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Make Your Move

With camerawork and editing that allows us to truly enjoy the footwork of its stars, "Make Your Move" is a vibrant, fun dance movie.

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Ballad of Narayama

"The Ballad of Narayama" is a Japanese film of great beauty and elegant artifice, telling a story of startling cruelty. What a space it opens…

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Monsieur Hire

Patrice Leconte's "Monsieur Hire" is a tragedy about loneliness and erotomania, told about two solitary people who have nothing else in common. It involves a…

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The "Health" of Robert Altman

Film director Robert Altman isn't a stockholder in Twentieth Century-Fox, but if he were, he'd ask this question at Fox's summer board meeting, which will be held here in Chicago Thursday: "When is Robert Altman's new movie 'Health' going to be released?" The studio apparently has no plans to release.

"Health," which Altman shot in early 1979 on a budget of about $6 million. The movie was originally scheduled for Christmas release in 1979, then moved back to Easter of 1980, then suggested for and later withdrawn from Filmex, the Los Angeles film festival, and is currently languishing in the studio's vaults. Along the way, Altman admits, "Health" has picked up a reputation for being "unreleasable." But that's what Bette Davis would call "a large order of prognosis negative," he said Wednesday during a phone call to The Sun-Times:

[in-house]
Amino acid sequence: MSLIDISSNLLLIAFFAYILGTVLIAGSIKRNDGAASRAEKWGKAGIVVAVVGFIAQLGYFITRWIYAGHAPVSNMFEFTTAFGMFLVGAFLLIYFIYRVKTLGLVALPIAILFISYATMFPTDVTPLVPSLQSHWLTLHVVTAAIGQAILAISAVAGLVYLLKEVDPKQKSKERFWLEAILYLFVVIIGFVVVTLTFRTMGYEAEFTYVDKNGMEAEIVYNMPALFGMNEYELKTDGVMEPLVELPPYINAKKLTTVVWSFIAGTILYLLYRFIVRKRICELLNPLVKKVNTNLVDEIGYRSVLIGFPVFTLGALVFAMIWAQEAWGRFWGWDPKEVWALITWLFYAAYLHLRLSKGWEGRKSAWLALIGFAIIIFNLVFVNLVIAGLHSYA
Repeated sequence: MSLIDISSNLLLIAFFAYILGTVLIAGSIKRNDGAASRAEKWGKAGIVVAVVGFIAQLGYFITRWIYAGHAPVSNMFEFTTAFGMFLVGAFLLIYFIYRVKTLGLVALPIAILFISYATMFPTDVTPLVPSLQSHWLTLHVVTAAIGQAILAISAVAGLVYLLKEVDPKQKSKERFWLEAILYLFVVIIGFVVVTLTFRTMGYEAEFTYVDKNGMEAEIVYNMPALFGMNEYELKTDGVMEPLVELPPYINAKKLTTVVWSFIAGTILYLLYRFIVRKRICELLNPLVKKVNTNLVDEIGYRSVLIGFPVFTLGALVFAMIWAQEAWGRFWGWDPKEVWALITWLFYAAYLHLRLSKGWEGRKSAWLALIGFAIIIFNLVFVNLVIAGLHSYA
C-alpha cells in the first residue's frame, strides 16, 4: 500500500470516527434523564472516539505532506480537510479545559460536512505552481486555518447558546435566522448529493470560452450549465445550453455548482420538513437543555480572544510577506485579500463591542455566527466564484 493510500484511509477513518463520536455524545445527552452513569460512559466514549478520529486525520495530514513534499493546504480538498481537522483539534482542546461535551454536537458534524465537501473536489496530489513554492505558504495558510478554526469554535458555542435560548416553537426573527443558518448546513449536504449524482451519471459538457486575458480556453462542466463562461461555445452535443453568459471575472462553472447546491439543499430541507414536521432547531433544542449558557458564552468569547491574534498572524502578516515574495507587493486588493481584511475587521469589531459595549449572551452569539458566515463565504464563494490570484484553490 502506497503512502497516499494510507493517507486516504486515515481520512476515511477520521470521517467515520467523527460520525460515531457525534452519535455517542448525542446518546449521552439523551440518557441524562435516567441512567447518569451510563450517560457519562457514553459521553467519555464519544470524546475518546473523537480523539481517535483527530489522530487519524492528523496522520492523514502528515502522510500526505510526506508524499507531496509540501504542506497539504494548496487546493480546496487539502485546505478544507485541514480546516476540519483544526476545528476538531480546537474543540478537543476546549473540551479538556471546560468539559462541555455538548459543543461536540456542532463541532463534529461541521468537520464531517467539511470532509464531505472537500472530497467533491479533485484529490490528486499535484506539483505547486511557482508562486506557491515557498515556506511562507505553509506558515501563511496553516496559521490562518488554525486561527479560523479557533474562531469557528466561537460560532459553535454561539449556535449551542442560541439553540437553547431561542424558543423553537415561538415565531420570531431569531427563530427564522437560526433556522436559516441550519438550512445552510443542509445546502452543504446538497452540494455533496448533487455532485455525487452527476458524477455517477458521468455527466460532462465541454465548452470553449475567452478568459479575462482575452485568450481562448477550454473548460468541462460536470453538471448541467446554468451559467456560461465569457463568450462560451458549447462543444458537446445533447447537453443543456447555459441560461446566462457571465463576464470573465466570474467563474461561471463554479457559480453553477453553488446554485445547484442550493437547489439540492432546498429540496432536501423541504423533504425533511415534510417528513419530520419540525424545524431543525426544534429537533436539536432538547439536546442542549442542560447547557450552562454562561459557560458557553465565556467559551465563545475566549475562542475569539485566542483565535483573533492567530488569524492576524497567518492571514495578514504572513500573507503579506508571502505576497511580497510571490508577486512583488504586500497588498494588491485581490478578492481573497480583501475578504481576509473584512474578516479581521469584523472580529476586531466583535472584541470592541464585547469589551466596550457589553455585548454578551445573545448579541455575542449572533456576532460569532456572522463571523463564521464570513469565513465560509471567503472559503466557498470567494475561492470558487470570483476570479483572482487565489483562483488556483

"This is a movie that got caught between regimes at the studio. The previous regime apparently didn't like it. The new regime has just let it sit there. Sherry Lansing (the studio's new production chief) saw it only last week, in New York, and called me to say she flipped over it. But Norman Levy (head of distribution) hasn't returned my calls for seven weeks."

The comedy takes place during a national health food convention in Florida, and stars Carol Burnett, Lauren Bacall, James Garner, Paul Dooley and such media figures as Walter Cronkite and Dick Cavett. The action involves an election for president of the nutritionists' organization. Altman thinks it should be released in August or September, while the memory of the national political conventions is still fresh. "The studio has $6 million tied up in the movie, with interest," he said, "and they've put it on the shelf. That puts us in a bad position, because I put up bond to complete the movie, and the stars (Burnett, Garner, etc.) worked for very small salaries against a percentage of the profits. If the movie is never released, obviously there aren't going to be any profits."

Altman recently returned to Los Angeles after six months on Malta, filming the musical "Popeye" with Robyn Williams and Shelley Duvall. He returned to find "Health" still in the can, and launched a campaign to get it released: The first time most Hollywood people saw the film was last Friday, during an Altman screening at his Lion's Gate Films headquarters. Bartenders at the screening were dressed as bunches of broccoli.

"I look at it this way," Altman said during his Wednesday call. "So many pictures that have been released this summer aren't being seen, that a picture that hasn't been released should be seen." He said he has hired political prankster Dick Tuck to work on the movie's campaign. Tuck's first contribution. "This is the 187th day 'Health' has been held hostage."

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